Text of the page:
Trans Am, Zombi and Psychic Paramount: Traveling Through Time and Space

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“Retro” would be an appropriate word for describing Maryland three-piece Trans Am. “Post-modern” would be a more academic abstraction of their methodology. With countless young bands cherry-picking vintage sounds from ‘60s garage to classic rock to new wave, such adjectives might evoke a sour taste in the mouth and a skeptical role of the eyes. Trans Am, however, has seventeen years and eight full-length albums to separate themselves from any passing revival fad. While many new bands attempt to pass off lackluster music

as something original and serious, Trans Am possesses a more friendly and honest relationship with their influences.

This positive connection exudes itself in the band’s carefree stage presence. At their Satellite Ballroom show on April 11th, drummer Sebastian Thomson donned a large metal chain around his neck as he pounded away, while keyboardist/guitarists Nathan Means and Philip Manley smiled and chugged out melodies. The band started off with “Conspiracy of the Gods,” a tune from their most recent album Sex Change, before Thomson threw down a massive drum solo that transitioned into vocoder-heavy “Futureworld” from the album of the same title.

With sometimes cheesy or clichéd riffs, Trans Am flirts with irony. Ultimately, though, veteran prowess proves that they are not joking around. Whether they are venturing into the territory of classic New Order or ‘70s prog, they move through time with a sense of appreciation rather than mockery.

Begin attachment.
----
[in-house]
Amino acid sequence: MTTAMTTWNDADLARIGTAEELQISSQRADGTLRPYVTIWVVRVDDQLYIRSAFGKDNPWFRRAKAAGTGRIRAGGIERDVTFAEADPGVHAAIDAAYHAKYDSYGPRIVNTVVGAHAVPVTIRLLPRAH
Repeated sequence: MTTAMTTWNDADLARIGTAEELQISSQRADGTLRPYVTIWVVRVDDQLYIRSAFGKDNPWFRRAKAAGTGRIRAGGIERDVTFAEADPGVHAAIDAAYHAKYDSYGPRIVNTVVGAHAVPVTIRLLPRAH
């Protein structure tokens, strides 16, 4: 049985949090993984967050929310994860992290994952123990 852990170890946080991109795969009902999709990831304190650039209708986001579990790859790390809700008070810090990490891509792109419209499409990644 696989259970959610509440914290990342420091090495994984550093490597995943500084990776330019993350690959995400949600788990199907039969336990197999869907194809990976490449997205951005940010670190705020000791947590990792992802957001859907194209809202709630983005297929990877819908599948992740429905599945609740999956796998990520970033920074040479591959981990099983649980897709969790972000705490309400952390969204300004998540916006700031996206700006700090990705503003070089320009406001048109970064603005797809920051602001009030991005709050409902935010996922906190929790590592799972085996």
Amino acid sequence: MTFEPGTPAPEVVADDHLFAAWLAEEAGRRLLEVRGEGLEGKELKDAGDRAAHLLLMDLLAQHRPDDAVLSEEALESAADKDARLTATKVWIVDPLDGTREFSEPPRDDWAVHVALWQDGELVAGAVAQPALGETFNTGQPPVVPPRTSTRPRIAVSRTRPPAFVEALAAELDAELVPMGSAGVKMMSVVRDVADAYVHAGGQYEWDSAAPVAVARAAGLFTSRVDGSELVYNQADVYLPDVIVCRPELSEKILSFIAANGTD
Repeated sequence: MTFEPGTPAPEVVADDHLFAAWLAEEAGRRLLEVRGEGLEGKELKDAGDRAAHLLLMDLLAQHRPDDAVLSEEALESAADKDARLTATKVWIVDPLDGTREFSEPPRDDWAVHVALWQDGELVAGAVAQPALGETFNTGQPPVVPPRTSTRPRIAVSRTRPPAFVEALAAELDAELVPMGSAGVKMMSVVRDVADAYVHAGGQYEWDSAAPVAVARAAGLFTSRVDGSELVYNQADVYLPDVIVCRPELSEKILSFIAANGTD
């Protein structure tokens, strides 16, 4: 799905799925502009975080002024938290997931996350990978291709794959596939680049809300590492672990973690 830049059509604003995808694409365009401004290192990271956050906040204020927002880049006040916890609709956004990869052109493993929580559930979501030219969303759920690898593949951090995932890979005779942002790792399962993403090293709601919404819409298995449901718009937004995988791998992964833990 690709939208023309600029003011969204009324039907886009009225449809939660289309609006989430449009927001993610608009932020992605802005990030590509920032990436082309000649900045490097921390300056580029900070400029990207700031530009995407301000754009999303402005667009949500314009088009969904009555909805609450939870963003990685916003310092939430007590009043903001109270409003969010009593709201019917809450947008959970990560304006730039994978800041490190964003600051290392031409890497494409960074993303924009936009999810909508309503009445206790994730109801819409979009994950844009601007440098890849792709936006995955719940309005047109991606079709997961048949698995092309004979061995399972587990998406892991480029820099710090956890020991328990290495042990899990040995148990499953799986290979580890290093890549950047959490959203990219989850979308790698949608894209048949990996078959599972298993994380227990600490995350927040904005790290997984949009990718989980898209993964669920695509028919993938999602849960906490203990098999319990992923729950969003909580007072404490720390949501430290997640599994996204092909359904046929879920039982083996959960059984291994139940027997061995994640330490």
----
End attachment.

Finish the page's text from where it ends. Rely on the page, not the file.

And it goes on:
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rtistID=10132">Zombi, who took the stage before Trans Am, radiated a similar vibe, but with the throwback focused more at progressive wanderings. The Pittsburg-based group consists only of A.E. Paterra on drums and Steve Moore on bass and synths, but with the help of loops and Paterra’s amazing drumming, they put forth a very compelling sound. The results are spaced-out jams that bounce between Kraftwerk arpeggios, precise math rock rhythms and Philip Glass soundscapes.

The heart of Zombi’s music comes from the aural telepathy that is only possible with a two-piece. Paterra and Moore are matching gears in one well-oiled, kinetically charged music machine. With some underwhelming mainstream bands calling themselves progressive, it’s great to see a band like Zombi carrying on the meticulous, hardworking ethos that the original innovators of prog rock forged.

New York’s Psychic Paramount, who opened the show, stood out from the retro feel of the other two bands, but in an entirely good way. While they explore territory that is distant from the precise orchestration of Trans Am and Zombi, they still share the prog spirit. Instead of the programmed intricacy of the other two bands, Psychic Paramount embraces chaos and noise and sculpts the resulting decibels into jagged but beautiful terrain.

The three-band line-up of Trans Am, Zombi and Psychic Paramount was like a long thunderstorm in early summer. Though you sense having been through it before, the experience is fresh and comforting. You don’t mind sitting back and listening to the familiar sounds. You remain in place, but you are keenly aware of the atmosphere around you and of times past.

See Photographs from the Show and Other Shows from Contributor John Ruscher of Nailgun Media.

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